Wednesday, November 3, 2010

The Trail of Tears and the Illinois Connection

The history of Illinois’ role in the Trail of Tears is commemorated with an auto tour through the state.

In the early 19th century, the United States was experiencing tremendous growth and was hampered by the fact that both Spain and England held land on the continent. Thomas Jefferson suggested creating a buffer zone between the states and the European-held lands which would be inhabited by Native Americans, relocated from the eastern states. In 1829, Andrew Jackson created a policy in his inaugural speech that allowed for the relocation of the eastern American Indians to lands west of the Mississippi. The Indian Removal Act was passed in 1830.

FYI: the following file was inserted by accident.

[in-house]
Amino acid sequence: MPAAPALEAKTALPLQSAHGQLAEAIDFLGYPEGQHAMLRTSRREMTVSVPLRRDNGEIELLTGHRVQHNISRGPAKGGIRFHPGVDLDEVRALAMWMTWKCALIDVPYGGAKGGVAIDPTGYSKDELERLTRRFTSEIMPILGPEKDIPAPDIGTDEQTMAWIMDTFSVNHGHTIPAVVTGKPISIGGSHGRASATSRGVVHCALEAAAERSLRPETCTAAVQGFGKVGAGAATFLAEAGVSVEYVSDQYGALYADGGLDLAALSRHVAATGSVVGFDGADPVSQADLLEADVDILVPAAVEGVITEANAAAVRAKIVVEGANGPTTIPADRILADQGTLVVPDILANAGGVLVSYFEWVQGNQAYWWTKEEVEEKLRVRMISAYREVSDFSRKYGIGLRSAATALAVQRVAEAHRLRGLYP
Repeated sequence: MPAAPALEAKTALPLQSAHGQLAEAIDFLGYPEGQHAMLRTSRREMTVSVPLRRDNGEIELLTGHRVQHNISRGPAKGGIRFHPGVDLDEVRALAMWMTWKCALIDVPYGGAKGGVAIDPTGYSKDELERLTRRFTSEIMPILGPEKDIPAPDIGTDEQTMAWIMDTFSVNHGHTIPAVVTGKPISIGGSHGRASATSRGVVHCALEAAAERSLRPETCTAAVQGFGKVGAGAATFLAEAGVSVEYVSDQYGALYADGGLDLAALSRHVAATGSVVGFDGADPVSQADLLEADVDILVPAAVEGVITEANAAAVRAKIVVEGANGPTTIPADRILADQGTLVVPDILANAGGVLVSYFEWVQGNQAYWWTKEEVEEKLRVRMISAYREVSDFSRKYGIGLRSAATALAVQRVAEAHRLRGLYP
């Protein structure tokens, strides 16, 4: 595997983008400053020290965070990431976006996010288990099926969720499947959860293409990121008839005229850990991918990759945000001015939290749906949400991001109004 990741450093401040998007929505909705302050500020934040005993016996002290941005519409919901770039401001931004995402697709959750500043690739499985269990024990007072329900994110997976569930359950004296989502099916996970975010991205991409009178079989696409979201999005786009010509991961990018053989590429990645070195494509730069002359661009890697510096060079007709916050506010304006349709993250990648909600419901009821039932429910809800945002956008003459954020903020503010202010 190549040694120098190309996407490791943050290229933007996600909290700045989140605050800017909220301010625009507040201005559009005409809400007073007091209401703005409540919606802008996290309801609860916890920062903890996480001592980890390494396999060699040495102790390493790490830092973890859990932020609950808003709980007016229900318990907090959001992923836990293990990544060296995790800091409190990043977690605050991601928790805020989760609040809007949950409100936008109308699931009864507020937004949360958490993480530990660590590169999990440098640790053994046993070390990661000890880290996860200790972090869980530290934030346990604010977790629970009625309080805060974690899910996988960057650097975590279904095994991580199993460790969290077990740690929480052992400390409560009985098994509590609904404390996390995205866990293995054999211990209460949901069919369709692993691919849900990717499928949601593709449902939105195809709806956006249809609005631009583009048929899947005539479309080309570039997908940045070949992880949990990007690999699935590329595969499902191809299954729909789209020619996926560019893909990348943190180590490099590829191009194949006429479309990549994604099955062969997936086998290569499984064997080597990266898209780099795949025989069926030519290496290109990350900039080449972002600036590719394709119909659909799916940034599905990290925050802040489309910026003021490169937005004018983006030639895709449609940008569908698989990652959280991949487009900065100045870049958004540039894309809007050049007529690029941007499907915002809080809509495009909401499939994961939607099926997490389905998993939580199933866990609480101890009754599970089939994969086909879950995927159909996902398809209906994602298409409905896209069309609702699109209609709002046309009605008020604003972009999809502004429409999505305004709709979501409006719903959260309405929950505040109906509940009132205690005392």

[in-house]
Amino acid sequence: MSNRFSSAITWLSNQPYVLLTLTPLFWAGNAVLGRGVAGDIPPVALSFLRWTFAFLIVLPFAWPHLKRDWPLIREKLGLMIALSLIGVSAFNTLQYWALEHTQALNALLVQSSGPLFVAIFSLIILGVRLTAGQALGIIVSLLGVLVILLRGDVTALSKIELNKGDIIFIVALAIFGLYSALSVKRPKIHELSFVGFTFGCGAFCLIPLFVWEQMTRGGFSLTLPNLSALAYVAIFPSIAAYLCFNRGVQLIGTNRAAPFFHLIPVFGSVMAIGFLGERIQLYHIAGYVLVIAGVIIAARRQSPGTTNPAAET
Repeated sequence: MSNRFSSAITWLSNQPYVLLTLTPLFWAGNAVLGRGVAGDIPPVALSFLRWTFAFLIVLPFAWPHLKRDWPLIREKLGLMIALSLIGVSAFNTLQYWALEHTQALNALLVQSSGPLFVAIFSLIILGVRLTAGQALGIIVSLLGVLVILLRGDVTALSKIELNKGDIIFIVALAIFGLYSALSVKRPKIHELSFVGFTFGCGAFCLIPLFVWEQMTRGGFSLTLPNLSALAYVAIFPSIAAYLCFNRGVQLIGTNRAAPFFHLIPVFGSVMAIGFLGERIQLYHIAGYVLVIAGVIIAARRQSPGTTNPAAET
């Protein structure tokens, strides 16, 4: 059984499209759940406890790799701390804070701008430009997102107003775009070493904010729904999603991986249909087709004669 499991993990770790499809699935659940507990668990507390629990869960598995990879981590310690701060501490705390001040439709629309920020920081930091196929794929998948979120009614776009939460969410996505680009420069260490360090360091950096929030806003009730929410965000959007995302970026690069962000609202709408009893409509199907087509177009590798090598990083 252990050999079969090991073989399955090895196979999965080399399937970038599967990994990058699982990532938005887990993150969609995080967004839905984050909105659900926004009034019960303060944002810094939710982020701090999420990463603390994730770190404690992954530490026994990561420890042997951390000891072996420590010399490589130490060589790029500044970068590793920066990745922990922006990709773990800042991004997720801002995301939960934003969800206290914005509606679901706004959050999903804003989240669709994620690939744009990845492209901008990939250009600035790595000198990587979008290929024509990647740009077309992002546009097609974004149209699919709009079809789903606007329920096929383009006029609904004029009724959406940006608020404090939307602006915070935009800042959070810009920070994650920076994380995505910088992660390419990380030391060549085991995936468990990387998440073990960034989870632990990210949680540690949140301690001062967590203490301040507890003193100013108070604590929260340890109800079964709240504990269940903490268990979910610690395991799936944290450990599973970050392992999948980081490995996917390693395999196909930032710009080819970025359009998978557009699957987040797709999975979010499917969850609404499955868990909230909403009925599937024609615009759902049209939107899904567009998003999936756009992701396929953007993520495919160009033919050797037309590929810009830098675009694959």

The removal began in 1831 with the Choctaw Indians of Mississippi, Alabama and Louisiana, who left voluntarily claiming they would prefer to live freely in a new land, than to remain and be governed by laws in which they had no say. Somewhere between 5000 and 6000 remained in Mississippi, while some 17,000 made the journey. So grueling was the trek that a Choctaw chief believed to be Thomas Harkins ...    Read More

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